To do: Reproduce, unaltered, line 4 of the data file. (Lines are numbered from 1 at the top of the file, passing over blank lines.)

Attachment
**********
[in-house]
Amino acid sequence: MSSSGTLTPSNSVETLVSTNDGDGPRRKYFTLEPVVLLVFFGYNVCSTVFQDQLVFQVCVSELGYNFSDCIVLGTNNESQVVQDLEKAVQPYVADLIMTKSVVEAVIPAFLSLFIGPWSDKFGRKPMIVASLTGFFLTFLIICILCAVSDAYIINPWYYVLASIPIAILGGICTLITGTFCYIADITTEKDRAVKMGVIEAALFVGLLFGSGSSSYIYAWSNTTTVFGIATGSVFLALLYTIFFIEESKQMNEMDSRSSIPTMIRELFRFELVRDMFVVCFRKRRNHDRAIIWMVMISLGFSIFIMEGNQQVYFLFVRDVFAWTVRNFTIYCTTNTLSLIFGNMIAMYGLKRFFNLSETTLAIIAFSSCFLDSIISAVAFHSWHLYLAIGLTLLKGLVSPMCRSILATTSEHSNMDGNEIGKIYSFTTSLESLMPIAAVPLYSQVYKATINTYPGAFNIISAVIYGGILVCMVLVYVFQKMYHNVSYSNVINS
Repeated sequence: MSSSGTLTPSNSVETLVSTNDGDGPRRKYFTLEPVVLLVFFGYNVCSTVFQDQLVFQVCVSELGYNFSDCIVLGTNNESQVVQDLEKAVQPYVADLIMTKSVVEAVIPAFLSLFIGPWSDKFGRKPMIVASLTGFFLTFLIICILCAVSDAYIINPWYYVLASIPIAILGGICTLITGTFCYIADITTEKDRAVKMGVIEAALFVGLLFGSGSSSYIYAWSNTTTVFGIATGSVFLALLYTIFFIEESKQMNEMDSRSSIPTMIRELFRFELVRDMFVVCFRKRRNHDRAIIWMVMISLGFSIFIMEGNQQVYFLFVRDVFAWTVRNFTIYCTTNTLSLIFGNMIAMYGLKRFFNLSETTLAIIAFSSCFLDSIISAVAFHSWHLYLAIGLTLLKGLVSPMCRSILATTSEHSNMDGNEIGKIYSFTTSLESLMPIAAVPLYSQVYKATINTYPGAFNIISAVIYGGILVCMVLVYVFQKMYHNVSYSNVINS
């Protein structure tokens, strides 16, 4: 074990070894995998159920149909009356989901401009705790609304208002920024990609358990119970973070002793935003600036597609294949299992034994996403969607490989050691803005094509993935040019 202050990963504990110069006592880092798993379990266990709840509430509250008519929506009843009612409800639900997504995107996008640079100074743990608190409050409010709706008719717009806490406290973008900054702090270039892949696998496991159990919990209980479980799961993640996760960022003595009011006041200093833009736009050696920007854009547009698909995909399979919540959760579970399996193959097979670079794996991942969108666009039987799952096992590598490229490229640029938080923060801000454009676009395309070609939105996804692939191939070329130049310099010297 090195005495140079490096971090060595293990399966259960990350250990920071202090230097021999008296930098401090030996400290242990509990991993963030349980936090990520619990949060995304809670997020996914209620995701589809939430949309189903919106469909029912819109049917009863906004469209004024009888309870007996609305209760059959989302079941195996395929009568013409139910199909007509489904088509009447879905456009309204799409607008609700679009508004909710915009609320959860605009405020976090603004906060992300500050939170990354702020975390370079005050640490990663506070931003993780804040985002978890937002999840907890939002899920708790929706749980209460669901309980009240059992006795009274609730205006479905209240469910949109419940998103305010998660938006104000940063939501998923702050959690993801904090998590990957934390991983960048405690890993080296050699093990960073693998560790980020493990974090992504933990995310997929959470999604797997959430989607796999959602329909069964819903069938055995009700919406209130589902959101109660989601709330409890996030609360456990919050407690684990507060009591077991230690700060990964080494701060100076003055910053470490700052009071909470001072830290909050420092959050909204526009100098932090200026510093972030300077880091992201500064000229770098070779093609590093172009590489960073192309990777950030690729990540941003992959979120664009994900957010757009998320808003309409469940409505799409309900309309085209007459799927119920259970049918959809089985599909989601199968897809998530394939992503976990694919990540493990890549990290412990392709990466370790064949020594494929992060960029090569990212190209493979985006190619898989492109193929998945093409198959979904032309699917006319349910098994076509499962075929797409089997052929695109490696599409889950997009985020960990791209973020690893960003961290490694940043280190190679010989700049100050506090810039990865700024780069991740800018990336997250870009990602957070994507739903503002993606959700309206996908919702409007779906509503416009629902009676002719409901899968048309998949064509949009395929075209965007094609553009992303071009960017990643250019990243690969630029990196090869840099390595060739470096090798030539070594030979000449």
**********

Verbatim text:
């Protein structure tokens, strides 16, 4: 074990070894995998159920149909009356989901401009705790609304208002920024990609358990119970973070002793935003600036597609294949299992034994996403969607490989050691803005094509993935040019 202050990963504990110069006592880092798993379990266990709840509430509250008519929506009843009612409800639900997504995107996008640079100074743990608190409050409010709706008719717009806490406290973008900054702090270039892949696998496991159990919990209980479980799961993640996760960022003595009011006041200093833009736009050696920007854009547009698909995909399979919540959760579970399996193959097979670079794996991942969108666009039987799952096992590598490229490229640029938080923060801000454009676009395309070609939105996804692939191939070329130049310099010297 090195005495140079490096971090060595293990399966259960990350250990920071202090230097021999008296930098401090030996400290242990509990991993963030349980936090990520619990949060995304809670997020996914209620995701589809939430949309189903919106469909029912819109049917009863906004469209004024009888309870007996609305209760059959989302079941195996395929009568013409139910199909007509489904088509009447879905456009309204799409607008609700679009508004909710915009609320959860605009405020976090603004906060992300500050939170990354702020975390370079005050640490990663506070931003993780804040985002978890937002999840907890939002899920708790929706749980209460669901309980009240059992006795009274609730205006479905209240469910949109419940998103305010998660938006104000940063939501998923702050959690993801904090998590990957934390991983960048405690890993080296050699093990960073693998560790980020493990974090992504933990995310997929959470999604797997959430989607796999959602329909069964819903069938055995009700919406209130589902959101109660989601709330409890996030609360456990919050407690684990507060009591077991230690700060990964080494701060100076003055910053470490700052009071909470001072830290909050420092959050909204526009100098932090200026510093972030300077880091992201500064000229770098070779093609590093172009590489960073192309990777950030690729990540941003992959979120664009994900957010757009998320808003309409469940409505799409309900309309085209007459799927119920259970049918959809089985599909989601199968897809998530394939992503976990694919990540493990890549990290412990392709990466370790064949020594494929992060960029090569990212190209493979985006190619898989492109193929998945093409198959979904032309699917006319349910098994076509499962075929797409089997052929695109490696599409889950997009985020960990791209973020690893960003961290490694940043280190190679010989700049100050506090810039990865700024780069991740800018990336997250870009990602957070994507739903503002993606959700309206996908919702409007779906509503416009629902009676002719409901899968048309998949064509949009395929075209965007094609553009992303071009960017990643250019990243690969630029990196090869840099390595060739470096090798030539070594030979000449």